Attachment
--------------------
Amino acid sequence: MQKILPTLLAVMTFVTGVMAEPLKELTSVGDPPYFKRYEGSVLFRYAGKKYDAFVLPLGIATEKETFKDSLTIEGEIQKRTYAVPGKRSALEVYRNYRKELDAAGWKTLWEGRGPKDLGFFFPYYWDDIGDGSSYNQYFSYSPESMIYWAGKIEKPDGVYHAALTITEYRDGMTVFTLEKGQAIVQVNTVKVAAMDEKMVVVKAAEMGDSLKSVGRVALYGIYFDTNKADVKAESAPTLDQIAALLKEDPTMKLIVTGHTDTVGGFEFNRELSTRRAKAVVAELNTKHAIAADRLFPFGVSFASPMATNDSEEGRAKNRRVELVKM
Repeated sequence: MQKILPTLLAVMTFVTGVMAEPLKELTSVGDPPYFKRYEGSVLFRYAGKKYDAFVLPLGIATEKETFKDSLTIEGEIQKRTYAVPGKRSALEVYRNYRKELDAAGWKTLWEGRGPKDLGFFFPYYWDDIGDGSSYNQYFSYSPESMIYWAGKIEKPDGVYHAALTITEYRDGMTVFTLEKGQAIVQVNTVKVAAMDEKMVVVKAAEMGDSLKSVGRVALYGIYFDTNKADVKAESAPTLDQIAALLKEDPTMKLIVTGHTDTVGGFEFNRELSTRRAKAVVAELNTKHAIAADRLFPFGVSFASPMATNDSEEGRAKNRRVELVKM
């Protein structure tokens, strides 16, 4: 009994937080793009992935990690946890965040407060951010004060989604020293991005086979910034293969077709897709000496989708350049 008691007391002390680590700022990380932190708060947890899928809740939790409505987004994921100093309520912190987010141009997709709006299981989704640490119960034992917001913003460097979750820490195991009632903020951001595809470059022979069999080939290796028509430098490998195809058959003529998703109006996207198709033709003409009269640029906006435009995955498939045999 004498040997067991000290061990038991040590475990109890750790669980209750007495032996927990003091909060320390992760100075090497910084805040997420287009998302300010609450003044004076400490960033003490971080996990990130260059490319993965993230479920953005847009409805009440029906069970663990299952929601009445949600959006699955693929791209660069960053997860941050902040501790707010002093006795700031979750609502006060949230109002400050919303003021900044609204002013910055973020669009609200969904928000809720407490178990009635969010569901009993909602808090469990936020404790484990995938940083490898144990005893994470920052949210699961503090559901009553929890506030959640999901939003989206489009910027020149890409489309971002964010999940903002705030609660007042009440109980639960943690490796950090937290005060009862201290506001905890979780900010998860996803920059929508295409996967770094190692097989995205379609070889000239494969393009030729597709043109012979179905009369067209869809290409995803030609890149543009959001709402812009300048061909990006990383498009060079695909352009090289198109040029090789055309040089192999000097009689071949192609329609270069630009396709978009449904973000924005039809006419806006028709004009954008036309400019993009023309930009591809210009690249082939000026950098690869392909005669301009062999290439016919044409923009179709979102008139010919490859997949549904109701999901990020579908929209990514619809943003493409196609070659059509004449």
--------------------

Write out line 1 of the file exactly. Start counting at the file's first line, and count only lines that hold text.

Amino acid sequence: MQKILPTLLAVMTFVTGVMAEPLKELTSVGDPPYFKRYEGSVLFRYAGKKYDAFVLPLGIATEKETFKDSLTIEGEIQKRTYAVPGKRSALEVYRNYRKELDAAGWKTLWEGRGPKDLGFFFPYYWDDIGDGSSYNQYFSYSPESMIYWAGKIEKPDGVYHAALTITEYRDGMTVFTLEKGQAIVQVNTVKVAAMDEKMVVVKAAEMGDSLKSVGRVALYGIYFDTNKADVKAESAPTLDQIAALLKEDPTMKLIVTGHTDTVGGFEFNRELSTRRAKAVVAELNTKHAIAADRLFPFGVSFASPMATNDSEEGRAKNRRVELVKM